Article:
Nikujyaga, Japanese meat and potato recipe

Nikujyaga

 

Nikujaga (肉じゃが?) (meaning meat-potato) is a Japanese dish of meat, potatoes and onion stewed in sweetened soy sauce, sometimes with ito konnyaku and vegetables. Generally, potatoes make up the bulk of the dish, with meat mostly serving as a source of flavor. It usually is boiled until most of the liquid is evaporated. Thinly sliced beef is the most common meat used in Nikujyaga, although minced/ground beef is also popular. Pork is often used instead of beef in eastern Japan.

Nikujaga is a common home-cooked winter dish, served with a bowl of white rice and miso soup. It is also sometimes seen in izakayas. Nikujaga is considered comfort food, and some Japanese claim they crave it if they do not eat it for a long period of time[citation needed].




Nikujaga was invented by chefs of the Imperial Japanese Navy in the late 19th century. The story that Tōgō Heihachirō ordered naval cooks to create a version of the beef stews served in the British Royal Navy was devised as part of an ongoing campaign beginning in 1895 to promote the city of Maizuru, Kyoto, which hosted an Imperial Japanese Navy base where Tōgō was stationed, as the birthplace of nikujaga.[1] The municipal government of Kure, Hiroshima, responded in 1998 with a competing claim that Tōgō commissioned the dish while serving as chief of staff of the Kure naval base. If you want to read more, go to this page.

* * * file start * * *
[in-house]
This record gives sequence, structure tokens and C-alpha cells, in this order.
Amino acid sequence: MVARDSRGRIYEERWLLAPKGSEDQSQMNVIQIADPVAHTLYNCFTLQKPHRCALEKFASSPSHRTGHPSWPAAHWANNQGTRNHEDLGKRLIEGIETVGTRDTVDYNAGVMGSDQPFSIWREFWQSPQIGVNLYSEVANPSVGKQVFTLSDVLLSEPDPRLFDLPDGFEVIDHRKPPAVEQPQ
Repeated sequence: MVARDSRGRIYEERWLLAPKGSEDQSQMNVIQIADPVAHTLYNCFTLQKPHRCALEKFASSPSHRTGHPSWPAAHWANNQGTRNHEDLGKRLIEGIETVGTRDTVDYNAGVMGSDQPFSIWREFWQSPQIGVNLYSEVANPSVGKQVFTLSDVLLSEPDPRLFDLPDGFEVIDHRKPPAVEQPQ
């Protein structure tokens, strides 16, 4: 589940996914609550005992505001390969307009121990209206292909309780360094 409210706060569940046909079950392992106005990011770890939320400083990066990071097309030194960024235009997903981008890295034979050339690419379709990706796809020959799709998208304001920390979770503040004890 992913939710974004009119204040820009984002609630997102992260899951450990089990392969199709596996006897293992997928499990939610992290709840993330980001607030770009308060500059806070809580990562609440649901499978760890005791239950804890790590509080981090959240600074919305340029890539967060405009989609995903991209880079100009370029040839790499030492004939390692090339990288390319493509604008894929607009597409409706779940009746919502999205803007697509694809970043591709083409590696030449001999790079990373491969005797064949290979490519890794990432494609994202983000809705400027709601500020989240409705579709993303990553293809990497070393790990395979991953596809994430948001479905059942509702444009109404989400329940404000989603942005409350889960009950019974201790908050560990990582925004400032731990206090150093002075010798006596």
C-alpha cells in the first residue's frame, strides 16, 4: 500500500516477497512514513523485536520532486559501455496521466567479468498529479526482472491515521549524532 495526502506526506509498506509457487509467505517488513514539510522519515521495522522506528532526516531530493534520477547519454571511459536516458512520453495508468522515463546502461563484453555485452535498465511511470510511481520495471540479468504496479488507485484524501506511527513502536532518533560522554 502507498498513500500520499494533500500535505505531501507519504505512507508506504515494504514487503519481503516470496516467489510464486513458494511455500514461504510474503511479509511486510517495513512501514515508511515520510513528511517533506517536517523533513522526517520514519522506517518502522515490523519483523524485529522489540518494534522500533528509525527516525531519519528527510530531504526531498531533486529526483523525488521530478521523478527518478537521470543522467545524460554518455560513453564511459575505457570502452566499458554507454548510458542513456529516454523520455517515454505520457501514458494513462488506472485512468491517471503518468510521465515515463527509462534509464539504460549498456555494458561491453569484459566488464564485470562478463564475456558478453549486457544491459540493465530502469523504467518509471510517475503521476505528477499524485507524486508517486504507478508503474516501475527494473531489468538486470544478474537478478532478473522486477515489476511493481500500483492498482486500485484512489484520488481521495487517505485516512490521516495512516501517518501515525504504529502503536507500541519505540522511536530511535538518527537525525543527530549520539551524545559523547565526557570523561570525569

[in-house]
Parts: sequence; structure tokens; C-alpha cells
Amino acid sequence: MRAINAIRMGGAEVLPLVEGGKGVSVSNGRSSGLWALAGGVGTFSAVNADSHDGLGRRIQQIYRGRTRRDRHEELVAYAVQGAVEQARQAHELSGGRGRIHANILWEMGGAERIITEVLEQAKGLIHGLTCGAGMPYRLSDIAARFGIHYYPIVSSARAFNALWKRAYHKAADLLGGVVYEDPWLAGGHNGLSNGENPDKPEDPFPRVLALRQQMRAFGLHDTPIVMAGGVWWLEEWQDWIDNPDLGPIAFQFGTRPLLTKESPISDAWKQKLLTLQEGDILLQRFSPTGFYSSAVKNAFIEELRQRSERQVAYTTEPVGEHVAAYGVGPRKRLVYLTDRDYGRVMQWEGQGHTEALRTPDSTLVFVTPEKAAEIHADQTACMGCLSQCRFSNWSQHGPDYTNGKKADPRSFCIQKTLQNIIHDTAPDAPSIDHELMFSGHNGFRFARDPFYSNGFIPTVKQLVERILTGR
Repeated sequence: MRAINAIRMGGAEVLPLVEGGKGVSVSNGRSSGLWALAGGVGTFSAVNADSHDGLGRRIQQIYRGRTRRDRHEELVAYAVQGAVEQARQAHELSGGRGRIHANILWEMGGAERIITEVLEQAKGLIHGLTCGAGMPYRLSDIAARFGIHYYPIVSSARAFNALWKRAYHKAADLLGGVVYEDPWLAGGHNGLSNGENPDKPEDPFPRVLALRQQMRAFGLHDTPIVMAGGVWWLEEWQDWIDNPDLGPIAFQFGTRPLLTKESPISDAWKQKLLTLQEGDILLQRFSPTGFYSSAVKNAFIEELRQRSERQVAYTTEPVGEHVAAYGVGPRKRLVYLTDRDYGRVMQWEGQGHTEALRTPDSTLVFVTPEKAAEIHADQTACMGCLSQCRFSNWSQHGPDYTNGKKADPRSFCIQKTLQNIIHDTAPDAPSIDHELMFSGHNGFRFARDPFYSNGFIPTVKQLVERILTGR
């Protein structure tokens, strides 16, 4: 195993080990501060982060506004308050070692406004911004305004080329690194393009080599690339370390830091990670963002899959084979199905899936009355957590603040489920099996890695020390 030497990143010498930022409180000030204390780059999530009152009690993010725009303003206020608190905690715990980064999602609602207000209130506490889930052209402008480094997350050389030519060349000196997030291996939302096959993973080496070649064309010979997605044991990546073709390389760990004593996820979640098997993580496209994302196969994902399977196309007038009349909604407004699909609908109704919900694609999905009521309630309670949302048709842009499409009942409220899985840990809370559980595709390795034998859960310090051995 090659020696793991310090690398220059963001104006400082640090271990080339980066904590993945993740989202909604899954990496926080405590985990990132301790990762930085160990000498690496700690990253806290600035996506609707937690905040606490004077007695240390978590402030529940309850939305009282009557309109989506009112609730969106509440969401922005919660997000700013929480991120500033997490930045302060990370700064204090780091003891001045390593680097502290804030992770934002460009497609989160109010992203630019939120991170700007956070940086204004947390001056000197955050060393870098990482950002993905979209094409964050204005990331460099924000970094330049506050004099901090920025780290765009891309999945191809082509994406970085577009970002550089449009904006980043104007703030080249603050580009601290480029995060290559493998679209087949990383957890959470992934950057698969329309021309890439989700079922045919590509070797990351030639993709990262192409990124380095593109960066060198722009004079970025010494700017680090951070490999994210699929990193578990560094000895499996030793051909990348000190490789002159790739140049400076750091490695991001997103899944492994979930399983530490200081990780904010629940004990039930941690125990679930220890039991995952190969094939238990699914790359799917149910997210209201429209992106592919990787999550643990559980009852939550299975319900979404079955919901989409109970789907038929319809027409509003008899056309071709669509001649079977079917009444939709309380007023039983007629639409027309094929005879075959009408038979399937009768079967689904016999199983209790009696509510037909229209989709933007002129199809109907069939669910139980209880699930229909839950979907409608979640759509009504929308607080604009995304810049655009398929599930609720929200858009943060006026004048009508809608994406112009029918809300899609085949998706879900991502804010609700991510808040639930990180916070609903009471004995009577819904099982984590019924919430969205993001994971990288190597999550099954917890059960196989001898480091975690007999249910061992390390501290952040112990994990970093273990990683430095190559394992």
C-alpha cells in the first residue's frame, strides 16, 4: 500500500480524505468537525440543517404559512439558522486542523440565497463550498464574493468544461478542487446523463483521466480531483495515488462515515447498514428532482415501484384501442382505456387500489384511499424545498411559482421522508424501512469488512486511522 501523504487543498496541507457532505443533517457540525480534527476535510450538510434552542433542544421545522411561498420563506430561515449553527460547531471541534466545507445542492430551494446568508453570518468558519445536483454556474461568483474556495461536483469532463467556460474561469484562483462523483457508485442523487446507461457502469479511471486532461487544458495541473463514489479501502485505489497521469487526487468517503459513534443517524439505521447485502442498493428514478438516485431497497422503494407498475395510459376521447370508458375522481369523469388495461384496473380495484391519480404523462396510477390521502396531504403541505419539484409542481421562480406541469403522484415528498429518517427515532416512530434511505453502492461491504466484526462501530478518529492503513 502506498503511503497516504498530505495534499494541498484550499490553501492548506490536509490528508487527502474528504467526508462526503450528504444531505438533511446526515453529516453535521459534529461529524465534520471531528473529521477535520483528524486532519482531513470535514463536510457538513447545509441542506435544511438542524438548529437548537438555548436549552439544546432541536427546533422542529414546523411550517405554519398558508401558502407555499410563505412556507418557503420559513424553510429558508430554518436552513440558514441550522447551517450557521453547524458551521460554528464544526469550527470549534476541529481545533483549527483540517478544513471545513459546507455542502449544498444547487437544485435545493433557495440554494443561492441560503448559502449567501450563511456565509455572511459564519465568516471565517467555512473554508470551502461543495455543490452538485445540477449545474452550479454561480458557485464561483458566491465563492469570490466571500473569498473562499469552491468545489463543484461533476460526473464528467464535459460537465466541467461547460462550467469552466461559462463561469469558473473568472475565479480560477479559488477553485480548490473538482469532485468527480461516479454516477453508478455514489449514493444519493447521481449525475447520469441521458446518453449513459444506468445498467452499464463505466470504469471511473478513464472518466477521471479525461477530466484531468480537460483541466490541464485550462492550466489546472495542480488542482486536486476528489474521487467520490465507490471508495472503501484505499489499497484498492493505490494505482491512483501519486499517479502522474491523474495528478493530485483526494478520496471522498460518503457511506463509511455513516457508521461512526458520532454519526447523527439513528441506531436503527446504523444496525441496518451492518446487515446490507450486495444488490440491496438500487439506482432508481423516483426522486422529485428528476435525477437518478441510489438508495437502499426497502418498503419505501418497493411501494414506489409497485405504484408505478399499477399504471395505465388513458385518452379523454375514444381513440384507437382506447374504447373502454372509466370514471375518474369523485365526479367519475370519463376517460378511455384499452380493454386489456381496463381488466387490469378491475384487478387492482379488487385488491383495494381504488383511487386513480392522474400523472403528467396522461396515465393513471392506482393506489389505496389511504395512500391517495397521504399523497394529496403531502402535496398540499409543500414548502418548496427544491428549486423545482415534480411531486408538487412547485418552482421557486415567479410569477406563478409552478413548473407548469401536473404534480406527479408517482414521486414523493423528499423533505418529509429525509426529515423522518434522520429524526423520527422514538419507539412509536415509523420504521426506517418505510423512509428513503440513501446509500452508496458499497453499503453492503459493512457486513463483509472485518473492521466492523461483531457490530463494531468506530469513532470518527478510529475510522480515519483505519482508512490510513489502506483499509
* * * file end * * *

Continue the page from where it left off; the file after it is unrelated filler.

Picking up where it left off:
What is Shirataki? (or Itokon nyaku)

shirataki

Shirataki (白滝?, often written with the hiragana しらたき) are very low carbohydrate, low calorie, thin, translucent, gelatinous traditional Japanese noodles made from devil’s tongue yam (elephant yam or the konjac yam).[1] The word “shirataki” means “white waterfall”, describing the appearance of these noodles. Largely composed of water and glucomannan, a water-soluble dietary fiber, they have little flavor of their own. 

There used to be a difference in manufacturing methods; in the Kansai region of Japan, ito konnyaku was prepared by cutting konnyaku jelly into threads, while in the Kantō region, shirataki was prepared by extruding konnyaku sol through small holes into a hot lime solution in high concentration.[7] Nowadays, both are prepared using the latter method. Ito konnyaku is generally thicker than shirataki, with a square cross section and a darker color. It is preferred in the Kansai region.




Japanese Cake Shop in Osaka Station

osaka station cake shoposaka station cake shoposaka station cake shop




osaka station cake shoposaka station cake shoposaka station




2012

Takoyaki in Osaka Trip

takoyaki osaka

takoyaki osaka

takoyaki osaka




takoyaki osaka

takoyaki

Takoyaki (たこ焼き or 蛸焼?, literally fried or grilled octopus) is a popular ball-shaped Japanese dumpling or more like a savory pancake made of batter and cooked in a special takoyaki pan (see below). It is typically filled with diced octopus, tempura scraps (tenkasu), pickled ginger, and green onionhttp://en.wikipedia.org/wiki/Takoyaki